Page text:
What Will Determine The Next Brooklyn Gold Mine
Brooklyn’s development boom has mainly centered around Williamsburg and Dumbo, but with these markets now matching (or outpacing) Manhattan rents, the industry’s finding that it needs to look elsewhere for the next gold mine. That will be on everyone's mind at Bisnow's Brooklyn New Frontiers event later this month.
The panelists on the event, which will be held at the William Vale Hotel on Aug. 17, have a long list of potential Williamsburg wannabes (Bushwick, Ridgewood, Sunset Park, Coney Island, etc.), but warn that success is dependent on several uncertain factors that could make huge differences.
The biggest question mark hanging over the borough’s head, for example, is the closing of the L line in 2019, which will make life much harder for the 375,000 people who travel between Brooklyn and Manhattan every day.
While Meridian Capital Group senior executive managing director David Schechtman (pictured) believes the worrying is “intergalactically overblown” and the situation could be fixed with better bus lines, Hornig Capital Partners managing partner Daren Hornig believes the repairs could have a huge impact.
With easy access to Manhattan hampered, Daren (pictured) explains, internal development could be catalyzed and commercial properties in neighborhoods like Bushwick will get huge value boosts as Brooklyn residents realize they have everything they need in their own borough.
The effect of the Red Hook Ferry line is debatable. Schechtman says that while the neighborhood's more likely to boom, it needs more infrastructure improvements before it could be seriously considered as something to watch.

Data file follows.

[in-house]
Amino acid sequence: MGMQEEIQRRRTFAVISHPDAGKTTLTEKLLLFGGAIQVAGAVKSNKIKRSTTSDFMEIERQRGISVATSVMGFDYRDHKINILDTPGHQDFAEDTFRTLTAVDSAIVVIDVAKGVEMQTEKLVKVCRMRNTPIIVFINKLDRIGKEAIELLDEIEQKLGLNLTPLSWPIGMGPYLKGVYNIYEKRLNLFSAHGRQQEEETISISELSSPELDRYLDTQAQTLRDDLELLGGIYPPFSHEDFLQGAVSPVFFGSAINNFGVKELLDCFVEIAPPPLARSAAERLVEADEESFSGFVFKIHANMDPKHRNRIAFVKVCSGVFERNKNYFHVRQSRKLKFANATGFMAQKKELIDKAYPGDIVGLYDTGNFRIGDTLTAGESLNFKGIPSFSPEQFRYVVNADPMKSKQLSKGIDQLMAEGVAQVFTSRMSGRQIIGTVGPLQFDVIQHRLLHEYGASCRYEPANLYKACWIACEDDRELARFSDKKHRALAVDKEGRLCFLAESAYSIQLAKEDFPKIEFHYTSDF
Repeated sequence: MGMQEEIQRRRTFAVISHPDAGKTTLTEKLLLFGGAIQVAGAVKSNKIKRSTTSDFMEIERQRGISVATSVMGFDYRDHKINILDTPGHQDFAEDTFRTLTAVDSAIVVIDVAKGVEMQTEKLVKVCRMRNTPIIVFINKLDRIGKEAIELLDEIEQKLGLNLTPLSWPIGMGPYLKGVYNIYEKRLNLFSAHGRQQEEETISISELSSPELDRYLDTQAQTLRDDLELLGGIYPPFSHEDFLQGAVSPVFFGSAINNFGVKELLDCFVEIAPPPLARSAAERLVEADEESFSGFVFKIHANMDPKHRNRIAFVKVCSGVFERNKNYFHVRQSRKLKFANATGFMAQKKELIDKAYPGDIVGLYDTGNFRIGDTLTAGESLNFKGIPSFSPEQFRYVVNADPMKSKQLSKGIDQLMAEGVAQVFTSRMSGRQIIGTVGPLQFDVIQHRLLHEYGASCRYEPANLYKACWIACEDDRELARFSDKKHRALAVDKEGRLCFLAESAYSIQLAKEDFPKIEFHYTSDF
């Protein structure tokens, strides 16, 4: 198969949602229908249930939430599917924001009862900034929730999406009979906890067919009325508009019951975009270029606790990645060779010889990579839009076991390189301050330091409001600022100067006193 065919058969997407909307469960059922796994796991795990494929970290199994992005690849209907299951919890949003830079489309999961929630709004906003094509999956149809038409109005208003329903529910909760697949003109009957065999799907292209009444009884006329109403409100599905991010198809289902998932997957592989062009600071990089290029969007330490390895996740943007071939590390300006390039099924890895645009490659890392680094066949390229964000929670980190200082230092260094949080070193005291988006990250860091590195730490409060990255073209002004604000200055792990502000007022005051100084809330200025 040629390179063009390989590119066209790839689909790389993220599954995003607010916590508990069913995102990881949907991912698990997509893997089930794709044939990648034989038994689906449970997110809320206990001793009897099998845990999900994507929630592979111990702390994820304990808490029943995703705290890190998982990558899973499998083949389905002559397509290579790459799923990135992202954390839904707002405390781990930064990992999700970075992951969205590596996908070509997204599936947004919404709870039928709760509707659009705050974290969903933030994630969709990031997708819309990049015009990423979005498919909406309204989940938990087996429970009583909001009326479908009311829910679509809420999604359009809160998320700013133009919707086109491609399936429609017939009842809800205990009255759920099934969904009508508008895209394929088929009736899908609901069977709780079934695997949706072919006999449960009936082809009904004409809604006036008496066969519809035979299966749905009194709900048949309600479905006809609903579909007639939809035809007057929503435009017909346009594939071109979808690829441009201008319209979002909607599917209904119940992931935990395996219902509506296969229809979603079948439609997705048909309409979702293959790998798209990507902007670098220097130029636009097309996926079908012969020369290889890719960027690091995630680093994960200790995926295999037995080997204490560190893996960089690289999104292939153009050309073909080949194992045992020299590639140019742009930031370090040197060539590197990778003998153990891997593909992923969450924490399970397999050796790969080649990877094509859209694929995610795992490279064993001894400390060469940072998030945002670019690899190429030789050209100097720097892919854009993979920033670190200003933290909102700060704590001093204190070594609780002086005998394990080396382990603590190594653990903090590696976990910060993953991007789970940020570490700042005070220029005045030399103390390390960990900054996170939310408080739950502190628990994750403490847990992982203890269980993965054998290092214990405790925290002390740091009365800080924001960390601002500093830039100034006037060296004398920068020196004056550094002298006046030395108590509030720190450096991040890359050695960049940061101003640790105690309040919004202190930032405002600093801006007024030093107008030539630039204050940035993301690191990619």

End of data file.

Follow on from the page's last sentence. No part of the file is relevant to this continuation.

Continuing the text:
With any of these neighborhoods, however, the panelists noted that gentrification and affordability debates rear their head. Could resistance increase as developers move east and Brooklyn’s status as a bastion of affordability becomes questionable?
Schechtman sympathizes with the resistors, arguing that trying to bring Williamsburg-style free market condos to poverty-line neighborhoods like East New York wouldn’t only be doomed to fail, but would be “just unnatural.”
The only acceptable way to bring development to tougher neighborhoods, he says, is for the city government to provide “quid pro quo incentives,” such as tax incentives and development rights in exchange for new schools, senior care centers and infrastructure.
Slate Property Group principal David Schwartz (pictured) agreed, but from a more financial point of view. While transformations are certainly part of Brooklyn’s history, he says, it doesn't make business sense to remove the “authenticity, history and fabric” that make the borough appealing.
So looking at any new neighborhoods, the two argue, requires communication with the community and careful thought of what needs to be preserved. Boaz, Daren and Red Apple Group CEO John Catsimatidis (pictured) all touted the importance of communicating with community leaders to not only learn what a neighborhood's identity is, but also to avoid resistance.
But the most important thing to remember, Cushman & Wakefield director Winfield Clifford (pictured, center) points out, is that while the market has retained its fervor, investor sentiment has grown more cautious, and more conservative underwriting has become more common. In addition, he says there's been a noticeable tightening in construction loans and drop in land sales.
Without city incentives or initiatives, he argues, investors won’t be interested in any new neighborhoods, and economic development could stall. While some initiatives—like Bill de Blasio’s promise to provide housing to East New York—have been accepted with open arms, developers and investors need to expand intelligently.
Simply put, there are many neighborhoods that could be the next Williamsburg or Dumbo, but all these factors will determine what booms and when.